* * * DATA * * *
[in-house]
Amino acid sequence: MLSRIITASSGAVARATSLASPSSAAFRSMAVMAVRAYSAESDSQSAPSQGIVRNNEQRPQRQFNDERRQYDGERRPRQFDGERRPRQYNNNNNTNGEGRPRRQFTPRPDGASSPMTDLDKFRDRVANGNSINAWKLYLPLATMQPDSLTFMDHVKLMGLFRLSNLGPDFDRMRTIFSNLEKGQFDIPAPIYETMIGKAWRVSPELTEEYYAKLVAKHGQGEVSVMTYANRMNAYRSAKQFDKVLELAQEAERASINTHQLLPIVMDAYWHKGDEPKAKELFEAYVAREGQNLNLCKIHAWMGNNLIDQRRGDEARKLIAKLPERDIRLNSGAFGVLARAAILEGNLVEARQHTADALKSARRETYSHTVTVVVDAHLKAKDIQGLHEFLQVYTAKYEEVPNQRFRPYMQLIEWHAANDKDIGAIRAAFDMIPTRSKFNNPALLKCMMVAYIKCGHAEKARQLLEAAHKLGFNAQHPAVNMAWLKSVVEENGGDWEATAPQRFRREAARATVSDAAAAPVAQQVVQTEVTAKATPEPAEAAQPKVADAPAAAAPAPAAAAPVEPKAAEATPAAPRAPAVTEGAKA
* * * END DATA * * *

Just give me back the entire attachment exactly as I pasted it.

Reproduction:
[in-house]
Amino acid sequence: MLSRIITASSGAVARATSLASPSSAAFRSMAVMAVRAYSAESDSQSAPSQGIVRNNEQRPQRQFNDERRQYDGERRPRQFDGERRPRQYNNNNNTNGEGRPRRQFTPRPDGASSPMTDLDKFRDRVANGNSINAWKLYLPLATMQPDSLTFMDHVKLMGLFRLSNLGPDFDRMRTIFSNLEKGQFDIPAPIYETMIGKAWRVSPELTEEYYAKLVAKHGQGEVSVMTYANRMNAYRSAKQFDKVLELAQEAERASINTHQLLPIVMDAYWHKGDEPKAKELFEAYVAREGQNLNLCKIHAWMGNNLIDQRRGDEARKLIAKLPERDIRLNSGAFGVLARAAILEGNLVEARQHTADALKSARRETYSHTVTVVVDAHLKAKDIQGLHEFLQVYTAKYEEVPNQRFRPYMQLIEWHAANDKDIGAIRAAFDMIPTRSKFNNPALLKCMMVAYIKCGHAEKARQLLEAAHKLGFNAQHPAVNMAWLKSVVEENGGDWEATAPQRFRREAARATVSDAAAAPVAQQVVQTEVTAKATPEPAEAAQPKVADAPAAAAPAPAAAAPVEPKAAEATPAAPRAPAVTEGAKA